‘Inordinately high’ $500-K defamation award slashed on appeal
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Hey there, time traveller!
This article was published 24/01/2022 (379 days ago), so information in it may no longer be current.
A Winnipeg real estate broker and developer awarded $500,000 by a jury in a defamation lawsuit has had the award slashed to a fraction of its size by Manitoba’s highest court.
The original damage award “was so inordinately high that it was an erroneous estimate of the damage done to the plaintiff (Marcel Chartier),” the Manitoba Court of Appeal ruled in a written decision last week, reducing the award to $50,000.
“Civil jury trials in Manitoba are rare,” wrote Justice William Burnett on behalf of the appeal court. “Awards for defamation (in the original amount) are virtually non-existent.”
Chartier declined to comment on the decision Monday.
Serge Bibeau didn’t appeal the jury’s finding he had defamed Chartier, but argued the $500,000 judgment against him was so high it “shocks the conscience and amounts to an injustice,” the appeal court said.
Chartier sued after Bibeau told two of Chartier’s business associates in 2016 that he was a thief and alleged he had stolen money from him, tied to a 2009 “investment opportunity “ involving the yet-to-be-built IKEA store on Sterling Lyon Parkway.
Chartier and Bibeau were friends and had “numerous” investment dealings over the years, with Bibeau earning as much as $20 million from the deals, says the court decision.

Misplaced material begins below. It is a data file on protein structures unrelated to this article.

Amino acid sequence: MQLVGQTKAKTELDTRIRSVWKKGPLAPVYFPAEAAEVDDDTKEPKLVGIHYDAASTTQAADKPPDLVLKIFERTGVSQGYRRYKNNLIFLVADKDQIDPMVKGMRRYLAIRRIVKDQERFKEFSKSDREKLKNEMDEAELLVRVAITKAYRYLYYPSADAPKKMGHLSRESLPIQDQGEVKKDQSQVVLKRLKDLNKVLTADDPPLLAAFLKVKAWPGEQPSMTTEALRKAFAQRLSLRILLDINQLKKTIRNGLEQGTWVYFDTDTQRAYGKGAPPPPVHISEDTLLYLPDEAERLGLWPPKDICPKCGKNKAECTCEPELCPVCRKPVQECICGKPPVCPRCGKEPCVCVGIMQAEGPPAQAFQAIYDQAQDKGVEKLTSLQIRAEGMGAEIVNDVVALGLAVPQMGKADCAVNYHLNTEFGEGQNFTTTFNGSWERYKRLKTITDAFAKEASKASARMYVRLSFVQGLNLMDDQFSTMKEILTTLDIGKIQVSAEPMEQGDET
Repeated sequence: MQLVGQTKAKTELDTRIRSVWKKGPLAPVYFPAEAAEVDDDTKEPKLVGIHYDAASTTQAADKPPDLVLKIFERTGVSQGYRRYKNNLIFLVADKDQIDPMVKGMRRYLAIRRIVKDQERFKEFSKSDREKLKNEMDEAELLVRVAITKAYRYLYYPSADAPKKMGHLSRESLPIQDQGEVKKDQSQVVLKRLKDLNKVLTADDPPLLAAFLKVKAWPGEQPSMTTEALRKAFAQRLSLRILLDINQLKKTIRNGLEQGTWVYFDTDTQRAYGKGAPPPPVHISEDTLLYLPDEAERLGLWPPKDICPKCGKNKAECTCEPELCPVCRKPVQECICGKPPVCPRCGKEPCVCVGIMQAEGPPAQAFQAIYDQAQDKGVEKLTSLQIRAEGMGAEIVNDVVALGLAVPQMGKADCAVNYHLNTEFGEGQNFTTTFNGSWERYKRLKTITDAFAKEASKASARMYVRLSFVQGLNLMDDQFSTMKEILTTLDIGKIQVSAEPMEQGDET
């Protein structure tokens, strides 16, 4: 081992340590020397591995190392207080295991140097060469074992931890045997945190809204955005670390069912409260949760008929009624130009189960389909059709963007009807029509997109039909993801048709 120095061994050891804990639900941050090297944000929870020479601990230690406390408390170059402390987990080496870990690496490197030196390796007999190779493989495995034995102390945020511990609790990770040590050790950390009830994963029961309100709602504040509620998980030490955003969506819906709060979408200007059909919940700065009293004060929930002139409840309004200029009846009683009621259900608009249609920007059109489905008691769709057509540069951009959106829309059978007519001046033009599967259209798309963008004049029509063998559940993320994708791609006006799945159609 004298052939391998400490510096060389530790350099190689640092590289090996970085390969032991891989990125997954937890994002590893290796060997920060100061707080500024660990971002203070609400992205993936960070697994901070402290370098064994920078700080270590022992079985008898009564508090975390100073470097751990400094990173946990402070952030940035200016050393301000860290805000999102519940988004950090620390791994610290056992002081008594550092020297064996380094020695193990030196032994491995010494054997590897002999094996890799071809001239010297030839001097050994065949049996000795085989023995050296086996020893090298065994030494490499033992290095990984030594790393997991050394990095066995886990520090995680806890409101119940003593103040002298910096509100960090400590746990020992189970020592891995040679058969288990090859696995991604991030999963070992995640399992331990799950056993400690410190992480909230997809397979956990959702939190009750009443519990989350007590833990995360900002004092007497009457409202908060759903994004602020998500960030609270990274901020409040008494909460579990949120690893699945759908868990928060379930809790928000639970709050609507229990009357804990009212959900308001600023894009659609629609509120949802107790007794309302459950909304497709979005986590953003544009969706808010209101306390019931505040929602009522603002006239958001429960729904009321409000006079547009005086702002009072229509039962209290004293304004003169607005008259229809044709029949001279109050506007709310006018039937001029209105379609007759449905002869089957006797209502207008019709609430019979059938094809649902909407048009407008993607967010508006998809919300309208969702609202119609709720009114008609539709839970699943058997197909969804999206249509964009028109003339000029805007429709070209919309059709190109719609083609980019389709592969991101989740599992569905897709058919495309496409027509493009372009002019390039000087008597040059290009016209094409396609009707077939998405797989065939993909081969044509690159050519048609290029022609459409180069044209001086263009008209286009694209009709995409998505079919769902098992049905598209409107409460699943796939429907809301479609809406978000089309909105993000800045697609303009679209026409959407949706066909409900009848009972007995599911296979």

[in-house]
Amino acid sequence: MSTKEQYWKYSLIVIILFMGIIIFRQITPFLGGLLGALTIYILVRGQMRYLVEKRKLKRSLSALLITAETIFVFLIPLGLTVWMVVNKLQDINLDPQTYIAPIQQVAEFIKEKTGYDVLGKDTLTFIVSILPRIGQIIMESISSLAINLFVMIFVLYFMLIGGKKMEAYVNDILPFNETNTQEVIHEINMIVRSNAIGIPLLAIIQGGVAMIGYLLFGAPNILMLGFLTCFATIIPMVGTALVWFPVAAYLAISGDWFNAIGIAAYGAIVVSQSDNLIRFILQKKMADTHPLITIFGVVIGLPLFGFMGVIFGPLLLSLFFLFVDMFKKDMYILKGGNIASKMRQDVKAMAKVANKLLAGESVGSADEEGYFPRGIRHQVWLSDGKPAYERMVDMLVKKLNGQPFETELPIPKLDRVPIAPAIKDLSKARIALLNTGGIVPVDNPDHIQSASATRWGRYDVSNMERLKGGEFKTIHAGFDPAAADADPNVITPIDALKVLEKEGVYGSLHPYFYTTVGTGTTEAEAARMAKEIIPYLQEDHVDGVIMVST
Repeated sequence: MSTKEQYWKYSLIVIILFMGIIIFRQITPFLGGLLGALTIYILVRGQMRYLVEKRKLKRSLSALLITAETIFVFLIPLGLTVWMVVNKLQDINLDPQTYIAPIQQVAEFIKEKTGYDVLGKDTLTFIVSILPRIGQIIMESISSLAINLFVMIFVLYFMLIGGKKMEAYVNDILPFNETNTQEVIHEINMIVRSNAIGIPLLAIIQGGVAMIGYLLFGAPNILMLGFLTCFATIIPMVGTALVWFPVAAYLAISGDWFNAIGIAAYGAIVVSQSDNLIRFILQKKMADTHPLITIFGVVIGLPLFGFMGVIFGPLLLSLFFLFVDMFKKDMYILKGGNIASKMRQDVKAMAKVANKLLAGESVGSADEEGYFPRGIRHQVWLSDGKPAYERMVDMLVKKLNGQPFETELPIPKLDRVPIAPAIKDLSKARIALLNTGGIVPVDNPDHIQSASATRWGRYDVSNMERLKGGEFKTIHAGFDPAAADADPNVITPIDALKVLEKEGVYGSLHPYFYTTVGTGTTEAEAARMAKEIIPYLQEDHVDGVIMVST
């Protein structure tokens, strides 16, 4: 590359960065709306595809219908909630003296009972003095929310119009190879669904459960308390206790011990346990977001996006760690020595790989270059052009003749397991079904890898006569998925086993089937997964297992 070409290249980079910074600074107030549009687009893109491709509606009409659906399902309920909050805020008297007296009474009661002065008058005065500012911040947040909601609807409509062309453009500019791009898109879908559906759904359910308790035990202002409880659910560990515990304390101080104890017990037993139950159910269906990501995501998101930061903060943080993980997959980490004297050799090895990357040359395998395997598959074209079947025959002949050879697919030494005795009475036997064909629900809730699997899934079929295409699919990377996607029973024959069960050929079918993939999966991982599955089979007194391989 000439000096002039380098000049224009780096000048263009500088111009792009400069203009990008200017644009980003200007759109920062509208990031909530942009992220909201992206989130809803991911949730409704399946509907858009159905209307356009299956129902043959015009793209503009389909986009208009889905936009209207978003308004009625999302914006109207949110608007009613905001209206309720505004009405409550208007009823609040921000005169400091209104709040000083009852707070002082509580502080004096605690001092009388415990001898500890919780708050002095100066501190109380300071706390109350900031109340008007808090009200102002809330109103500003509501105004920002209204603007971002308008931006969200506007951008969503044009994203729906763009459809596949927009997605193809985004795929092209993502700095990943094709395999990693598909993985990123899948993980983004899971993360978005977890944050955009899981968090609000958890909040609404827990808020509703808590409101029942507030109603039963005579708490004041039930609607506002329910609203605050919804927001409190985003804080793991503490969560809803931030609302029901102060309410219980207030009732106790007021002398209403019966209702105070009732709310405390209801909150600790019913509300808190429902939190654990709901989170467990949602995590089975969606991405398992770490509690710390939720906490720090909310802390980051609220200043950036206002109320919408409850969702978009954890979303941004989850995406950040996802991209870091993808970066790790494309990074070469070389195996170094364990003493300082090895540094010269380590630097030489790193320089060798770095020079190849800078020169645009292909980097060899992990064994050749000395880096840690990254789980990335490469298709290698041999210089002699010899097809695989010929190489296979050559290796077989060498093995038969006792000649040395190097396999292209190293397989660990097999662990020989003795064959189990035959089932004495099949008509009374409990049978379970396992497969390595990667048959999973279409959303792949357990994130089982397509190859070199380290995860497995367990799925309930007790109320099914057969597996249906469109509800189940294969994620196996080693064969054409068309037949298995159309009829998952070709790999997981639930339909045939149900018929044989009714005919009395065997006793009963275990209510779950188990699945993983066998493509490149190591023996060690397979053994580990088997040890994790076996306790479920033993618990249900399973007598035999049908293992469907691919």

In 2009, Bibeau entered into an agreement with Chartier and his son that would see them each invest $1.25 million in the IKEA development, with profits and losses to be shared equally between them, says the court decision. Bibeau’s investment ultimately returned him a profit of $2.67 million.
At trial, jurors heard evidence Bibeau met two of Chartier’s friends and business associates at a restaurant in 2017, and told them Chartier was a thief and had stolen money from him related to the IKEA development.
Court heard no evidence the comments were repeated, and Chartier admitted on cross examination he was not aware of losing any business opportunities as a result of the comments.
“According to (Bibeau), the defamatory comments were made in passing to two individuals, a small audience by any measure,” Burnett wrote. “The impact of the comments was negligible, especially given that the persons to whom the comments were uttered still conduct business with (Chartier).”
Absent incorrect instructions to a jury, appeal courts are “generally reluctant” to interfere with a jury’s decision on financial damages, Burnett said.
“In my view, notwithstanding the absence of misdirection or other error, this is the exceptional case which meets the test for appellate intervention,” he said.
While rejecting Bibeau’s claim his defamatory comments were “relatively minor,” Burnett said their limited spread and the absence of any measurable harm to Chartier made the jury’s $500,000 award “wholly disproportionate and shockingly unreasonable.”
“This was not a case of widespread or repeated publication of defamatory statements in the print media, radio, television or on the internet, and there was no actual effect on (Chartier’s) reputation or business interests,” the judge said.
Burnett said a review of 50 recent decisions where damages were awarded for defamation showed the $500,000 award was “well beyond” the reasonable range.
Someone once said a journalist is just a reporter in a good suit. Dean Pritchard doesn’t own a good suit. But he knows a good lawsuit.